Creating vector graphics using Inkscape

Editing Splines

Next, you can achieve natural curvature by editing the individual splines and adding new tangents. Essentially, you move existing points so that they match the shape of an apple rather than a circle. To do so, it helps to use a drawing or photo of an apple as a template; thus, you can always refer to the real object.

To this end, download an appropriate photo and open it in Inkscape, then work with layers: Click on Layers | Layers in the menu to open the Layers dialog box, and add a new layer by clicking on the green plus. When the photo is opened, make sure the picture is also selected and then copy it into the newly created layer. You now have a layer with the apple photo (Figure 2) as well as the working layer. You can move the photo under the working layer using the arrow buttons in the Layers dialog box, so you can now "trace" it (Figure 3).

Figure 2: A simple image of an apple can be used as a template in Inkscape.
Figure 3: The circle should exceed the area of the apple: Downsizing is always possible but enlarging is slightly more difficult.

If, when editing the contours of the apple, you notice that one of the segments cannot be adjusted as desired, simply add more segment separations. To do so, select both the left and the right point of the segment to be split while holding Shift to then add a point, as already described.

Of course, an apple also has a stem. The easiest way to design a stem is by drawing splines using the Bézier tool and then bending it using tangents. To do this, drag the path for the stem using the Bézier tool and place a point on the path at regular intervals by clicking. You will get a closed path by making the final click in the same place as the square for the first point. Inkscape recognizes it as such – this is important later, in particular for choosing a fill color.

If you still want to bend the points afterwards, you can move the points and work with tangents where necessary.

Working with Fill Colors

Until now, you have only arranged an object's outline into the desired shape, but now color comes into play. Existing paths can be given fill colors whereby some effects are also available that bring a bit of oomph to everything.

You can access the dialog for fill colors by selecting a path with the path tool and then selecting the Object | Fill and Stroke menu item. An additional dialog then appears in the right part next to the work area; here you can edit the parameters to your heart's content. A radial color gradient is, for example, impressive – this apple should be red.

Select the Radial gradient option for the fill colors and, after clicking Edit, set RGB as the color model. Enter 255 for red in the first number field and 0 in the two below. The fourth bar describes the strength of the color gradient, which you should leave as it is for now. The highlight is now exactly in the middle on the apple; two gripping lines branch off directly from the center point, each at a 90-degree angle. Use these to determine how much the color shadow drops out. You can place the accent on another part of the apple by moving the center point of the color effect (Figure 4). Repeat the same procedure for the stem.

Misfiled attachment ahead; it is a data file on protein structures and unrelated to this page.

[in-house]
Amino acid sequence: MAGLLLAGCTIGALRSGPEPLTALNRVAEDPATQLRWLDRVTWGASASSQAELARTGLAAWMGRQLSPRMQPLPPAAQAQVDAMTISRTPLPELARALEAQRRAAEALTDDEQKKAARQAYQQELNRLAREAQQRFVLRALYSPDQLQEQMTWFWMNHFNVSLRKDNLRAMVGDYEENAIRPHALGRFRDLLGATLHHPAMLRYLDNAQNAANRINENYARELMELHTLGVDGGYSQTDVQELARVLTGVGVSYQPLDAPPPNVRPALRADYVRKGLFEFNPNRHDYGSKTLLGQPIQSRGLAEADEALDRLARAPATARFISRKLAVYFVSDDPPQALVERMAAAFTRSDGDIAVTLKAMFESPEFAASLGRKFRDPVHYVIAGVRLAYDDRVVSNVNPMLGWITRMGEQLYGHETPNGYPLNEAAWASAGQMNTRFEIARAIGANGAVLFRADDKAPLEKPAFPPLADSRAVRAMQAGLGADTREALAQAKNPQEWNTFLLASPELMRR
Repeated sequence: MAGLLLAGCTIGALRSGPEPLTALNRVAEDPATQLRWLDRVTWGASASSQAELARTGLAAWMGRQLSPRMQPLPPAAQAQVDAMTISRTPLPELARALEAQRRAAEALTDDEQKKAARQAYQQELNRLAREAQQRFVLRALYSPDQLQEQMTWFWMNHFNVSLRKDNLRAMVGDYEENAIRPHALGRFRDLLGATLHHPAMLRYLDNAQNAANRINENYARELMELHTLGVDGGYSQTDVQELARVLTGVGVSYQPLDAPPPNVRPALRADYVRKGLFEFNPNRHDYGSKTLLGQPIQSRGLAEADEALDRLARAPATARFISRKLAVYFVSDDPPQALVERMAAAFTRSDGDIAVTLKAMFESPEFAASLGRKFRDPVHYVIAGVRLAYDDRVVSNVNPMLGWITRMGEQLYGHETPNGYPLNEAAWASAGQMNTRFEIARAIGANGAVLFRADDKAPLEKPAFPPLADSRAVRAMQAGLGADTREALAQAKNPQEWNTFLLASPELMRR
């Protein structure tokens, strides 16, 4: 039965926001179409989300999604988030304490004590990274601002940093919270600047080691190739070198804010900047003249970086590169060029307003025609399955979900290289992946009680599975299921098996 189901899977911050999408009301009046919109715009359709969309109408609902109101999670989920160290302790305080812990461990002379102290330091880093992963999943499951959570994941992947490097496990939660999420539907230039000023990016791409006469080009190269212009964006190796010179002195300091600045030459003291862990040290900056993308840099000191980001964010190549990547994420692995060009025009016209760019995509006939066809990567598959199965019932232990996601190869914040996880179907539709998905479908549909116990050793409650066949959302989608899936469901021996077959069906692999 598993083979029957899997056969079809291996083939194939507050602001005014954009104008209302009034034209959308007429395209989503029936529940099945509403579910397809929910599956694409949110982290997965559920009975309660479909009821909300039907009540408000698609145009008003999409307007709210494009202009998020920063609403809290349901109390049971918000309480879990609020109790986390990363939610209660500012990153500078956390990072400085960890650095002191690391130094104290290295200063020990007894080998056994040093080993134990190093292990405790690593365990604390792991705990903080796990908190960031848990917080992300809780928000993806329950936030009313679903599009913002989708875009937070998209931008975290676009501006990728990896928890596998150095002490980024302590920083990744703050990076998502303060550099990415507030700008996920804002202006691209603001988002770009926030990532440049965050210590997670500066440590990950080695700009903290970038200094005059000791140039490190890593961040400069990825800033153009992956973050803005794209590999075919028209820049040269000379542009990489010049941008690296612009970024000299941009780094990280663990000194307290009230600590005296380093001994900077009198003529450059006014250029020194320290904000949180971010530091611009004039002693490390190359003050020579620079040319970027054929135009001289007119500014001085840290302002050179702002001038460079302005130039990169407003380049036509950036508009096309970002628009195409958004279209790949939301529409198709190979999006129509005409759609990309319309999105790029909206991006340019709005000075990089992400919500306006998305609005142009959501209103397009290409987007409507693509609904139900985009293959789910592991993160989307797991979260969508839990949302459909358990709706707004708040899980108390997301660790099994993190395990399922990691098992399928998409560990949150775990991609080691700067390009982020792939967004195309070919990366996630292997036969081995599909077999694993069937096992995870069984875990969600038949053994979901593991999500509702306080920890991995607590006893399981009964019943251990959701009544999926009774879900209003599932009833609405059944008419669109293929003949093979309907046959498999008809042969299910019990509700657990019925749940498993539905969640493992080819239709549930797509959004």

Figure 4: Here, the apple corresponds almost exactly to the circle on top of it. The vector shape is thus created.

Working with Text

Inkscape can also integrate text into a vector graphic. You will recognize the text tool by the "T" in its icon in the toolbar. Existing paths and text can also be combined. For a club logo, for example, you could have a ring with the actual logo and the name of the organization. Creating such logos is a very useful exercise – so open a new document in Inkscape, but please keep the apple you just created.

As before, start with a circle in the new document. Set that there is no fill color, but a black outline in its fill properties. Copy the created object and insert it into the document again. Overlap the two circles using the gripping (selection) tool so that they are congruent. Then, click Object | Transform object and then click Scale. Enter 80 for both Width and Height, which corresponds to 80 percent. Also check Scale proportionally. You will now see two rings, the large one and the one that has just been shrunk. Select them both and convert them into paths.

Next, enable the text tool and type some text into your fictional logo – like an advertising slogan – then select both the text and the small inner circle at the same time using the gripping tool. Finally, click Text | Put on Path in the menubar. After that, the text is oriented to the inside of the two circles. You can change the position with a further transformation using the Rotate button (Figure 5).

Figure 5: You can create the typical outline for a symbol or an emblem by aligning the text to the inner circle.

Finally, copy the previously created apple into the emblem. The resulting icon is 100 percent vectorized and could be printed just as sharply on a giant projection screen as on a letter-sized sheet of paper (Figure 6).

Figure 6: The created logo can be scaled seamlessly, from mobile screen to projection screen.

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